Last week Sens. Bob Corker (R-Tenn.) and Chris Murphy (D-Conn.) announced a plan calling for an increase in federal gasoline and diesel taxes to shore up the Highway Trust Fund (HTF) and prevent a potential nation-wide road construction work stoppage. According to initial reports, the taxes will generate $164 billion increase in HTF revenues.
An analysis by the Portland Cement Association (PCA), however, reports that the Corker-Murphy proposal would result in nearly $210 billion additional dollars for investment in the nation’s roads and infrastructure. PCA considered the growth in total vehicle miles travelled (VMT), the composition of travel between diesel users and gasoline users, and fuel efficiency and inflation assumptions.
PCA projects that during a 10-year period, the Corker-Murphy proposal would generate $209,840,000 for the HTF. It calculated the impact of the gas tax increase, projecting a 2.5 percent growth in VMT 2014-2017 and 0.9 percent thereafter, and fuel efficiency gains at 1.2 percent annually. The association expected inflation to grow 2 percent annually throughout the forecast horizon.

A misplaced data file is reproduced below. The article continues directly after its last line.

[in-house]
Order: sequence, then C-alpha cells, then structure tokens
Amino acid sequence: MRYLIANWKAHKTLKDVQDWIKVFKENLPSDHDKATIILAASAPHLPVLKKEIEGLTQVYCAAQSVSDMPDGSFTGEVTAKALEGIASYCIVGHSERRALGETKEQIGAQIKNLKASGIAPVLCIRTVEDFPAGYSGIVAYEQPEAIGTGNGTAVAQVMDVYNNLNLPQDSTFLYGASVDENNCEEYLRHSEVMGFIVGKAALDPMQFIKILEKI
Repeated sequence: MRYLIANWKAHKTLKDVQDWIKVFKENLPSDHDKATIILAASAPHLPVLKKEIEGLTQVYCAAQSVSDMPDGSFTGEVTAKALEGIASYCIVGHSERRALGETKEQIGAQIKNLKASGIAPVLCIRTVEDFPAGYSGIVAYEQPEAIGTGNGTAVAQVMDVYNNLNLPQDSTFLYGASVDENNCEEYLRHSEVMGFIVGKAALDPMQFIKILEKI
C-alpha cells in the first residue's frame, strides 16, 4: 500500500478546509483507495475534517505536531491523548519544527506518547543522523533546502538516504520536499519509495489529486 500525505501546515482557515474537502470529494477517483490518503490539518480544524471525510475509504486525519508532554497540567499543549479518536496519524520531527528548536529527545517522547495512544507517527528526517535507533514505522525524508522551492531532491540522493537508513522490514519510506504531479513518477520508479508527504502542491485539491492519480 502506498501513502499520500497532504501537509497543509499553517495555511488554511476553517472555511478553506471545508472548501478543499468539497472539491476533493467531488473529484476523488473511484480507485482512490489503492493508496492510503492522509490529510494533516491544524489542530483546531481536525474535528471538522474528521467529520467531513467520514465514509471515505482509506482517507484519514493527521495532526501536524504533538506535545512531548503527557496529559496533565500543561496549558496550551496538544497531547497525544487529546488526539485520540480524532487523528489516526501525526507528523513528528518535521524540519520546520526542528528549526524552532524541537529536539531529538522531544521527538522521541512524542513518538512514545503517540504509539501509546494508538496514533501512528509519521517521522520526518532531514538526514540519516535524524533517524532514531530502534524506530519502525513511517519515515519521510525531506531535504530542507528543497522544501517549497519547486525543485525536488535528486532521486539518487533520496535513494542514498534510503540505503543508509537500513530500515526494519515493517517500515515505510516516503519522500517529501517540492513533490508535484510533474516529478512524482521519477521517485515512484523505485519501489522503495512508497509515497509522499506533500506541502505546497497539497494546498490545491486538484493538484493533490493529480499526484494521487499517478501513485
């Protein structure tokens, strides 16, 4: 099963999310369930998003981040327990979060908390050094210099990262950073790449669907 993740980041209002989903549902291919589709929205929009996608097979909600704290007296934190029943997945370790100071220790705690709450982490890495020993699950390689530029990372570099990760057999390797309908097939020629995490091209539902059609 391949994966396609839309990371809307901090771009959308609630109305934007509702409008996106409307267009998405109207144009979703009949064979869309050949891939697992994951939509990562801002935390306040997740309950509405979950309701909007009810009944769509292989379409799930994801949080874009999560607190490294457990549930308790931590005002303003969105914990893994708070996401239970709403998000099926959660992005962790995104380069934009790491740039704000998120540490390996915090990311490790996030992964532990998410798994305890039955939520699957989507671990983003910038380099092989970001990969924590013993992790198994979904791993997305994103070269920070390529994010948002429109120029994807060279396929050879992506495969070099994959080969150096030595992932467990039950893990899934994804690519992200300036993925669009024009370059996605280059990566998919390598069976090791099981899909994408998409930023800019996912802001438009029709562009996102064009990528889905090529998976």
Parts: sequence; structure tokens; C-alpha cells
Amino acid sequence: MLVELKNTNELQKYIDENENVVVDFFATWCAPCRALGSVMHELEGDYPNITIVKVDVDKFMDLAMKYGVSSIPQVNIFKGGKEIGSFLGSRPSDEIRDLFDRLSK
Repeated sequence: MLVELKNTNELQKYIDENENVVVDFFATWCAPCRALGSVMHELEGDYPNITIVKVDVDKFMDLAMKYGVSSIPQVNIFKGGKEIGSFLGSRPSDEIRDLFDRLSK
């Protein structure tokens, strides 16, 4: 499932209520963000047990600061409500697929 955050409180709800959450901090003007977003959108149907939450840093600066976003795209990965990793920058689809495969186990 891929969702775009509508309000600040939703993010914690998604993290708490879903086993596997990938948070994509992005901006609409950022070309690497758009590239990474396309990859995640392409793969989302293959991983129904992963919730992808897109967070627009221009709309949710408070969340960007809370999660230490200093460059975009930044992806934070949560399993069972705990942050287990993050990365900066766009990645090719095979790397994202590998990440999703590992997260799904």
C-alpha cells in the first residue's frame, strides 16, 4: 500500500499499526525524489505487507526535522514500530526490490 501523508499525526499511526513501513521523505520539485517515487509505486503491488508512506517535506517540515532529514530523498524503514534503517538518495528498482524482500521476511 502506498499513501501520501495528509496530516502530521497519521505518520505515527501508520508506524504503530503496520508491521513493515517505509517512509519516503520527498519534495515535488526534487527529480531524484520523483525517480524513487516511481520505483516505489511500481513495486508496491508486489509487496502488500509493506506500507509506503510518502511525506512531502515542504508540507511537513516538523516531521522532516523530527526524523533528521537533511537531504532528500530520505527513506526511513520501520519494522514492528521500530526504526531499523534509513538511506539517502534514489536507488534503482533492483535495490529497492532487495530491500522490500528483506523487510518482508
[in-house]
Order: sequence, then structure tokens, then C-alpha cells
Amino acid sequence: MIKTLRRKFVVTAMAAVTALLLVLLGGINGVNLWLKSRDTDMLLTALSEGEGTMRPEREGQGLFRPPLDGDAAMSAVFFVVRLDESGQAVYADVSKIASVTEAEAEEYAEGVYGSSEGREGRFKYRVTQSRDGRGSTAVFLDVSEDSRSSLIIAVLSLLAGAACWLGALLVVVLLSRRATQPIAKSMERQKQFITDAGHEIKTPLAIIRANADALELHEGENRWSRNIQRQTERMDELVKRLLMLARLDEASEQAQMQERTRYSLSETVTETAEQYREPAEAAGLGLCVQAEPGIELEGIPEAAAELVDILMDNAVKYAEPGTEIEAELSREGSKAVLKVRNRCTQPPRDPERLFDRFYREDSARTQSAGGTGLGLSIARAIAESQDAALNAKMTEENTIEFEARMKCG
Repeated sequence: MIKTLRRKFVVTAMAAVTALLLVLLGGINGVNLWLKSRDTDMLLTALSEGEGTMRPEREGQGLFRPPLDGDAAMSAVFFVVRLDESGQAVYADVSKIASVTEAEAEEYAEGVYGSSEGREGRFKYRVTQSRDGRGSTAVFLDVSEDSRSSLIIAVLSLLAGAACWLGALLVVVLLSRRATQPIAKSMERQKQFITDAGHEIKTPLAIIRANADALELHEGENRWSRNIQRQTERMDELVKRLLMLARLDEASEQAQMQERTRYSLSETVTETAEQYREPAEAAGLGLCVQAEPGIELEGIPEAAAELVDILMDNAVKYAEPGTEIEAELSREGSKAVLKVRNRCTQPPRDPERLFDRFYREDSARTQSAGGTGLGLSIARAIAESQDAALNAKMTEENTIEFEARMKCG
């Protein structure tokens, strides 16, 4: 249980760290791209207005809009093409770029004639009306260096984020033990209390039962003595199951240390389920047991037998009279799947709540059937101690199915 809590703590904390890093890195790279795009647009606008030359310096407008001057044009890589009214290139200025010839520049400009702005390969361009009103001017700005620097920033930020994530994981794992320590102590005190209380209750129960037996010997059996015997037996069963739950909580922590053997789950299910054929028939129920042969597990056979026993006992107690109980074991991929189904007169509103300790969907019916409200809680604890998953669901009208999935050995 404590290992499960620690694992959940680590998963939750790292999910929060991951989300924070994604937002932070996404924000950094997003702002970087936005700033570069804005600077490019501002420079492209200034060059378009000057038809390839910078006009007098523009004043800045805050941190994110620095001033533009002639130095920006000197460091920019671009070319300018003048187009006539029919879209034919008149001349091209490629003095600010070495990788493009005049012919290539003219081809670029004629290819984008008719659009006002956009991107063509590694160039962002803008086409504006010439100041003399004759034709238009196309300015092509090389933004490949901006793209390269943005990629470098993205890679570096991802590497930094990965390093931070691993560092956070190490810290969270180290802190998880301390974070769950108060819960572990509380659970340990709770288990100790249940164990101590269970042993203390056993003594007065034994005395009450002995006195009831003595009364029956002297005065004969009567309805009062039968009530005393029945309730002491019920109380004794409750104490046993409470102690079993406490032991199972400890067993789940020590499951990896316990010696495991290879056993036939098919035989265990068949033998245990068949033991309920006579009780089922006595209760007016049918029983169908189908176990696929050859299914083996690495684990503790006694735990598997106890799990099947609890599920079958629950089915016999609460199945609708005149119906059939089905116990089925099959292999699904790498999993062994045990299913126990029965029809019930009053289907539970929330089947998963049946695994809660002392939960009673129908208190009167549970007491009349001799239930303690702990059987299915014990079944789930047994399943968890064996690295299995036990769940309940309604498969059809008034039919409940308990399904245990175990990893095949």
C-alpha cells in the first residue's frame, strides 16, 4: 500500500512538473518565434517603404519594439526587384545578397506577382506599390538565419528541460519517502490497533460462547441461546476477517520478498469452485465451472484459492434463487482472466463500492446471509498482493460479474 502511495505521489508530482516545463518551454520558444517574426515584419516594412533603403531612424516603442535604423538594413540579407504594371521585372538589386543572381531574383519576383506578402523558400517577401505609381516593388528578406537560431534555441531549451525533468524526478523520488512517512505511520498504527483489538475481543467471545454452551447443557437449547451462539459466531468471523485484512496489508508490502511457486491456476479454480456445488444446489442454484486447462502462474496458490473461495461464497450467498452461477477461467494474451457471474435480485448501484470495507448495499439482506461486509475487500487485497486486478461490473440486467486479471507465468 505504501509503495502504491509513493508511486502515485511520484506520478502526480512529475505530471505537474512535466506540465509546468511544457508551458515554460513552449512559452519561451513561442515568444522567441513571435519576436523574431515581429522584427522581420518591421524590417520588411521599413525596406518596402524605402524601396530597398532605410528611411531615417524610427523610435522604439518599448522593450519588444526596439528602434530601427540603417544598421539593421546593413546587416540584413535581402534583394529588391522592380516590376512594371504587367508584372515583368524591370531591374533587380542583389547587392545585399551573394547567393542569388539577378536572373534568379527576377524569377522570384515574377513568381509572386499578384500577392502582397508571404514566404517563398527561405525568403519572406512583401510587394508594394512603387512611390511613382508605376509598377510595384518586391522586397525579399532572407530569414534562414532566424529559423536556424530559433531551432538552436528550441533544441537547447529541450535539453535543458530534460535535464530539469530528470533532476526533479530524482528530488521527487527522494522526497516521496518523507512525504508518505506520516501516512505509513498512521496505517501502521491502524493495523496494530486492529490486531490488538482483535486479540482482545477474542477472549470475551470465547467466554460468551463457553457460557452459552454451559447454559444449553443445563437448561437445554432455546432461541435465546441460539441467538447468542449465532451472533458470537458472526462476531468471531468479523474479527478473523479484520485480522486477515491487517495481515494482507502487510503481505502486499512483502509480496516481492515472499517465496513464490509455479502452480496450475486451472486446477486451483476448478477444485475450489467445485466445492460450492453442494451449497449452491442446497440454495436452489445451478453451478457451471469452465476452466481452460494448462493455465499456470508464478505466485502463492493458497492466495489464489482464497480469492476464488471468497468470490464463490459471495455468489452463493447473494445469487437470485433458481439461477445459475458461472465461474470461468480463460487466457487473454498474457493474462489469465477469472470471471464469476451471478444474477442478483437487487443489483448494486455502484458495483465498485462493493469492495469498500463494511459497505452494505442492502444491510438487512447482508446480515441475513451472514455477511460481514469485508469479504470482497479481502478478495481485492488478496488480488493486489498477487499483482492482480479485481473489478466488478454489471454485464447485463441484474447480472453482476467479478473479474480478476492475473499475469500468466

“PCA’s estimates tend to agree with estimates from the Joint Committee on Taxation (JCT),” said Ed Sullivan, PCA chief economist and group vice president. “JCT estimates that a one-cent increase in taxes on motor fuels would raise about $1.5 billion each year for the trust fund. A 12-cent increase equates to $18 billion and compares to PCA’s 2016 estimate of $18.7 billion.”
According to Sullivan, the difference between JCT estimates and PCA projections is due to assumed increases in VMT between 2014 and 2016.
The Corker-Murphy proposal adheres to funding principles that PCA, through its involvement in the Highway Materials Group, has circulated to lawmakers, including maintaining the integrity of the user-fee based funding mechanism and ensuring long-term stability and solvency of the Highway Trust Fund.